Twyla Tharp seeks balance in her new ballet

Extracts only
By Roslyn Sulcas
In International Herald Tribune (global edition of New York Times) 2008.06.02

[Twyla Tharp with Danny Elfman, left, and Kevin McKenzie, artistic director of American Ballet Theater, during a rehearsal of Rabbit and Rogue. ( Gene Schiavone)]


Rabbit and Rogue, which was jointly commissioned with the Orange County Performing Arts Center, will be Tharp's 15th work for Ballet Theater. This is the company with which she has had her most enduring professional relationship, beginning in 1976, when she created "Push Comes to Shove" for Mikhail Baryshnikov.


Rabbit and Rogue seems to be the outcome of several chance factors, chief among them Elfman's surprising desire to write a score for a ballet.

A film composer who has collaborated closely with Tim Burton and written the themes for the television shows The Simpsons and Desperate Housewives,Elfman is a man of diverse musical passions. He spent 10 years as part of the rock band Oingo Boingo, has written a symphonic work for the American Composers Orchestra and, much like Tharp, sees no need for barriers between high and popular art.

Elfman describes himself as a musical maximalist and a dire pessimist. ("When Tim Burton first asked me to write a score for him," he said, "I told him I'd ruin his film.") So he took a dozen or so pieces of music to Tharp when they met to discuss the ballet.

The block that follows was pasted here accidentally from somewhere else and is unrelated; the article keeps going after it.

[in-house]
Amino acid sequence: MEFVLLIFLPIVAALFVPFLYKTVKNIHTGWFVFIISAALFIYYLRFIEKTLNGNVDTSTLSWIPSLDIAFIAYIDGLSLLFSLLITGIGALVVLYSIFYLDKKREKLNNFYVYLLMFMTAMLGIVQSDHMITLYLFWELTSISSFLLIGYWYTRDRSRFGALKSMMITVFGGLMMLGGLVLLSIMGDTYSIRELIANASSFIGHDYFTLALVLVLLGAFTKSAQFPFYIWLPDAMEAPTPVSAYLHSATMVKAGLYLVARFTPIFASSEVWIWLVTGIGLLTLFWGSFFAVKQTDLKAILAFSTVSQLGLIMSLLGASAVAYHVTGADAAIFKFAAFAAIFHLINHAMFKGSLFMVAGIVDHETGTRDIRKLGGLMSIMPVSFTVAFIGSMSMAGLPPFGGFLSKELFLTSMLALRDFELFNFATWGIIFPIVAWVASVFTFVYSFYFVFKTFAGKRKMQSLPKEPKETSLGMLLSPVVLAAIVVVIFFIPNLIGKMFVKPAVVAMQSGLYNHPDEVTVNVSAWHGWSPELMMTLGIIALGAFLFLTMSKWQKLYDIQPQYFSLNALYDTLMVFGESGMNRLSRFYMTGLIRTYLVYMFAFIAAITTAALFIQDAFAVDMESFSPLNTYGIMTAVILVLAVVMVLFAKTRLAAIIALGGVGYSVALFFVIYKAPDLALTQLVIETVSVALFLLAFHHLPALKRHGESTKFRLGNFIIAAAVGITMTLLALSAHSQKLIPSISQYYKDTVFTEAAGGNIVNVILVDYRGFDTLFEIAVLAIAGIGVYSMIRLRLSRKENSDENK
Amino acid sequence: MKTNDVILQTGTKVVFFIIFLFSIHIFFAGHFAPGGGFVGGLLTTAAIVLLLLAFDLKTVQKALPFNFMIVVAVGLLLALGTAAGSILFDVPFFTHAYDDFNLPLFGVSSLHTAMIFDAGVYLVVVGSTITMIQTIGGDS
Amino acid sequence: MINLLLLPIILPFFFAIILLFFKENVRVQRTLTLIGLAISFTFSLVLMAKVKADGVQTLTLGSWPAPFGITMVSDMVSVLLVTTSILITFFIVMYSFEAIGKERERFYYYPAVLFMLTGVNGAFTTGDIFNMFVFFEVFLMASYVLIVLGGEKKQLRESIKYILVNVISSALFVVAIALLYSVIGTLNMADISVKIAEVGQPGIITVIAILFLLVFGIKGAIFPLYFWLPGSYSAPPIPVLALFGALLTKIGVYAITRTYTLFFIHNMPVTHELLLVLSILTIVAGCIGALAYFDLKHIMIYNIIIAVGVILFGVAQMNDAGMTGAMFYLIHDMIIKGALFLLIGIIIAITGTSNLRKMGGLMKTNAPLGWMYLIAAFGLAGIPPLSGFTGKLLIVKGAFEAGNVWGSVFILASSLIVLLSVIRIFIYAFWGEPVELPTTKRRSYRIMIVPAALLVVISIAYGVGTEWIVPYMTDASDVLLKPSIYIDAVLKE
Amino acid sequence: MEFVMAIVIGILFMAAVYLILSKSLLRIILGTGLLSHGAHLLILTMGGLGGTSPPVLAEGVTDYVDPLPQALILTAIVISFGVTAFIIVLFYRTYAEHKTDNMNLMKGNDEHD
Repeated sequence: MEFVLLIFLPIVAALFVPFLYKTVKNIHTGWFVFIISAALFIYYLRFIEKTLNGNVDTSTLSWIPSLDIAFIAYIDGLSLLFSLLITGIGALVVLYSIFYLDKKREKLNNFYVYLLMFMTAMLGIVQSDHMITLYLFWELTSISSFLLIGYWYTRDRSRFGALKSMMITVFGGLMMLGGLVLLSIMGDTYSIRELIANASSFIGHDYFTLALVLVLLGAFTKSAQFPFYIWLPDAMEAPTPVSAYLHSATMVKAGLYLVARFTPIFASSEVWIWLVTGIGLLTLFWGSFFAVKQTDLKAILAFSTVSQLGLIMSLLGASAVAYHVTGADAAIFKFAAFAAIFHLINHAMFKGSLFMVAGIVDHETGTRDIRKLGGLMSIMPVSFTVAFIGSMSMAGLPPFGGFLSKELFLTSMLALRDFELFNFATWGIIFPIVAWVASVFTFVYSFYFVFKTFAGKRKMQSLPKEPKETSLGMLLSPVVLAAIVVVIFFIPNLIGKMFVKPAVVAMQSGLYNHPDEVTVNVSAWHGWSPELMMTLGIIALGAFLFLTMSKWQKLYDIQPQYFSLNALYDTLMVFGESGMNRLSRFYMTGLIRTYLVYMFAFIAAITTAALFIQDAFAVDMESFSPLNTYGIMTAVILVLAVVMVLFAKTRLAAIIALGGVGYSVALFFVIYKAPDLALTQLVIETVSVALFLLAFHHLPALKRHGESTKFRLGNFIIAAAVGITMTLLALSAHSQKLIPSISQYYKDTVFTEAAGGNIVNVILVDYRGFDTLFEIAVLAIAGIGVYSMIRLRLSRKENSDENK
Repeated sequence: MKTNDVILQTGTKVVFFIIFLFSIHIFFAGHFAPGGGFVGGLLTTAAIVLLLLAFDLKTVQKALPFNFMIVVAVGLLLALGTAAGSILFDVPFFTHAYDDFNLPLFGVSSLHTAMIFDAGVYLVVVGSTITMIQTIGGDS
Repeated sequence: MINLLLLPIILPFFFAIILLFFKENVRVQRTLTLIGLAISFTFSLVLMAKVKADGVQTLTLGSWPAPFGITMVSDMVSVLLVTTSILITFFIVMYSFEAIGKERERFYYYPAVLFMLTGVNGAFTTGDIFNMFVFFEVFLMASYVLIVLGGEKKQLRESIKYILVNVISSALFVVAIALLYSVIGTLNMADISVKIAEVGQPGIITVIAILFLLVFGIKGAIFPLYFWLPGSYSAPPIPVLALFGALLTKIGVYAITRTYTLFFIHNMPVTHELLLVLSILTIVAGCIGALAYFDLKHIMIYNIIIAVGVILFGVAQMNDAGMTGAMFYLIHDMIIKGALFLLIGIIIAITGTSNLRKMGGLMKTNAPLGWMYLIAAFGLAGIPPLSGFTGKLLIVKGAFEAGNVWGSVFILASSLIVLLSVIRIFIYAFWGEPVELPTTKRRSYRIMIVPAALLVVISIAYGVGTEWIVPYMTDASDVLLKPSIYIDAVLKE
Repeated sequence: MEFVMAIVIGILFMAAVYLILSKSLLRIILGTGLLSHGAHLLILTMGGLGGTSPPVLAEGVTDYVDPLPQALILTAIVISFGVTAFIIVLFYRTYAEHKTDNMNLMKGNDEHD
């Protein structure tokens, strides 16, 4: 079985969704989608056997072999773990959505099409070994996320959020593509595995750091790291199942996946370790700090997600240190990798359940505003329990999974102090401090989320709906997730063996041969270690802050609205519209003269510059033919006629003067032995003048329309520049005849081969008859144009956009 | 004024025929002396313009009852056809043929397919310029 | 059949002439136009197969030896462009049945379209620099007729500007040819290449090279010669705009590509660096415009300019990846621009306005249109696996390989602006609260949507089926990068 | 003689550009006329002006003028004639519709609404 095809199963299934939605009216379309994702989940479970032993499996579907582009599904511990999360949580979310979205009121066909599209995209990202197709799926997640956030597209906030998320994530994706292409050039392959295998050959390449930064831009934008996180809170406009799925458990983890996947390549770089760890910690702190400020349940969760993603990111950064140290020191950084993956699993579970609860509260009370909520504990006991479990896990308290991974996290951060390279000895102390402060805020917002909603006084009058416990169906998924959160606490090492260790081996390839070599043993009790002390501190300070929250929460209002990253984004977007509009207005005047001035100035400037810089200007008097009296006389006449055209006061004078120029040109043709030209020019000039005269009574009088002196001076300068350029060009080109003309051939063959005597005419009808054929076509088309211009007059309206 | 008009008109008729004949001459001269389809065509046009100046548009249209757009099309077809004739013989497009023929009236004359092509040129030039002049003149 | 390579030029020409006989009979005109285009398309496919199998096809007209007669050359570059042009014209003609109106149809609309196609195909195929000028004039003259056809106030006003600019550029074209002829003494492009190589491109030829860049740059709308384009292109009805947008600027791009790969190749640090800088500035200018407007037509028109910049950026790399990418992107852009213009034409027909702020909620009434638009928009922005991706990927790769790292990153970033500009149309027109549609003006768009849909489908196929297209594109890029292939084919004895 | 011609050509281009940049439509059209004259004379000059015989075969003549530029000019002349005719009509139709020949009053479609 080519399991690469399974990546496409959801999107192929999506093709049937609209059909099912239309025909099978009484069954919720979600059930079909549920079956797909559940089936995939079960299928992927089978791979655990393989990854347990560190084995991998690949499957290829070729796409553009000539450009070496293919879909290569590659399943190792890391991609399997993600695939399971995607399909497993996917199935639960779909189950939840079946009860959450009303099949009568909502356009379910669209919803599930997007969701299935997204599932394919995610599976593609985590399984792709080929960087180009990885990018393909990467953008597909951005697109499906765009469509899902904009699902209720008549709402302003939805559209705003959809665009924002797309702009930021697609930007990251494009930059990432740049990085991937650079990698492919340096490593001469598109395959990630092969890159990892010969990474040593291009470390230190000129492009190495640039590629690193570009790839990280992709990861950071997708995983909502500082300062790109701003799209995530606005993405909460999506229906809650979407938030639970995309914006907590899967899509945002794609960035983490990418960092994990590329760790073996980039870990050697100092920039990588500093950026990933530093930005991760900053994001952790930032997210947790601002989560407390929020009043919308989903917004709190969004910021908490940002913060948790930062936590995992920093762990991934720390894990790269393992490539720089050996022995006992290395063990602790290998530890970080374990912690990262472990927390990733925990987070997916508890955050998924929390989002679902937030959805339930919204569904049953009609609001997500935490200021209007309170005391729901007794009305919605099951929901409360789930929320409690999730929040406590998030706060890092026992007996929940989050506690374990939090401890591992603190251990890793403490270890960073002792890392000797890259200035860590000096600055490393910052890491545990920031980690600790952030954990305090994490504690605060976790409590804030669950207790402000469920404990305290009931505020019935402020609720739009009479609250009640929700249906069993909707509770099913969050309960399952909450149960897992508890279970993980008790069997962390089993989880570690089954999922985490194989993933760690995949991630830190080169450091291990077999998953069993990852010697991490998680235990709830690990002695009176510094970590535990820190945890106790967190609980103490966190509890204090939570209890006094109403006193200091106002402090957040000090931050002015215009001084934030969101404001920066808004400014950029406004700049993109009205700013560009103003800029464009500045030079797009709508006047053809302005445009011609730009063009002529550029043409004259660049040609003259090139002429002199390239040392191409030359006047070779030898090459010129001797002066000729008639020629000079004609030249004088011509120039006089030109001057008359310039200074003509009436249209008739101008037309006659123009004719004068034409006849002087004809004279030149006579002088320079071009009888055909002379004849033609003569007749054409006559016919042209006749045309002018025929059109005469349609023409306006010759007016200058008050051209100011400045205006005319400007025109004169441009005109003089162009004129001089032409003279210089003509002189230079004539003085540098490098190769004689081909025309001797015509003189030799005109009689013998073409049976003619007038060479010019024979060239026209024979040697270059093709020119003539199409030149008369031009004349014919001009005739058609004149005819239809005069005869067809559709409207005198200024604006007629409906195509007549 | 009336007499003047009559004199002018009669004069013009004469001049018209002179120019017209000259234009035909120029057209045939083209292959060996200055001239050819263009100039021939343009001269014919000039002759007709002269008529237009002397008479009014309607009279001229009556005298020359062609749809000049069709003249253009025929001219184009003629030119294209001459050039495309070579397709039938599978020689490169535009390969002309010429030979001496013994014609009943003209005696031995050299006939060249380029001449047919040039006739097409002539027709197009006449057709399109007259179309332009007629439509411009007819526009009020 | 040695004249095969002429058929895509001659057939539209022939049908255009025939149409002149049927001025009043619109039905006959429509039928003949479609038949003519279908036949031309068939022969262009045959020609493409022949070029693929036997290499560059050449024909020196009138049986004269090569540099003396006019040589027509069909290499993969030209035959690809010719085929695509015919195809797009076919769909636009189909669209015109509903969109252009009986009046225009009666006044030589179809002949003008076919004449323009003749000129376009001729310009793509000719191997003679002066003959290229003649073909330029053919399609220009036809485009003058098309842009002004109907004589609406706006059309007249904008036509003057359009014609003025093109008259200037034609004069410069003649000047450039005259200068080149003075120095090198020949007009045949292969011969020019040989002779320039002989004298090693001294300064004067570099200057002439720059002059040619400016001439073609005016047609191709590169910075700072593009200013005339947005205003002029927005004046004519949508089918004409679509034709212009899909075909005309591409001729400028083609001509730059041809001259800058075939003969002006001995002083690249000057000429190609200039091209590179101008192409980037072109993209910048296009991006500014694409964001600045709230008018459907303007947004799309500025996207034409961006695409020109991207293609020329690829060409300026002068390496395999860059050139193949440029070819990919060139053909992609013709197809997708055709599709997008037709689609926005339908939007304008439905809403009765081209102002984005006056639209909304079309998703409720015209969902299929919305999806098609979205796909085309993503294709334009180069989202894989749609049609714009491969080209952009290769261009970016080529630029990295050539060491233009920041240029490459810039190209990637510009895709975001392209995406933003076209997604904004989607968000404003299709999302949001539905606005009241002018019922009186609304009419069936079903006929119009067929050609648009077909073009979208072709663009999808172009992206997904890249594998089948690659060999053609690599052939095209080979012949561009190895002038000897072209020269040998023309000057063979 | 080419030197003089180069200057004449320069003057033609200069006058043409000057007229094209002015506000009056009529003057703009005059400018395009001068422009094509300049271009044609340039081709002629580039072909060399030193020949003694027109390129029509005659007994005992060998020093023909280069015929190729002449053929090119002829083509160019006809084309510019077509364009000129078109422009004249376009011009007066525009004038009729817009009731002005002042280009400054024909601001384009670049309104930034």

"I thought she would pick two or three, but she liked them all," he said. "So then the challenge was to put them together. There is some gamelan music, a rag that revolves around electronic sounds, lots of drums, all integrated into a very dense framework."

From a run-through seen last month it was clear that the new ballet is part of Tharp's continuing dialogue with ballet classicism.

"The title comes from 'Sam and Mary,' a solo study of rhythmic evolutions I did some while ago to Brahms songs," she wrote. "As I worked I realized that there is a constant struggle going on inside us all between left and right, or Sam and Mary as I called them then. Equilibrium has never been my forte, and therefore seeking repose for this ever shifting internal mechanism of left and right has always seemed an enviable goal. I am in awe of that moment when the two sides - left and right, Sam and Mary, fast-fleeing Rabbit and pursuing Rogue - give up the chase and work in tandem to create the effortless suspension in space that is classical perch."

When Tharp speaks of the classical, she doesn't necessarily mean ballet. Her loose-limbed, squiggly, spiraling movements - rigorously constructed, intensely demanding to perform yet often casual in effect - both use ballet technique and slip effortlessly around its forms. At its best no definitions fit - there is simply the body, dancing.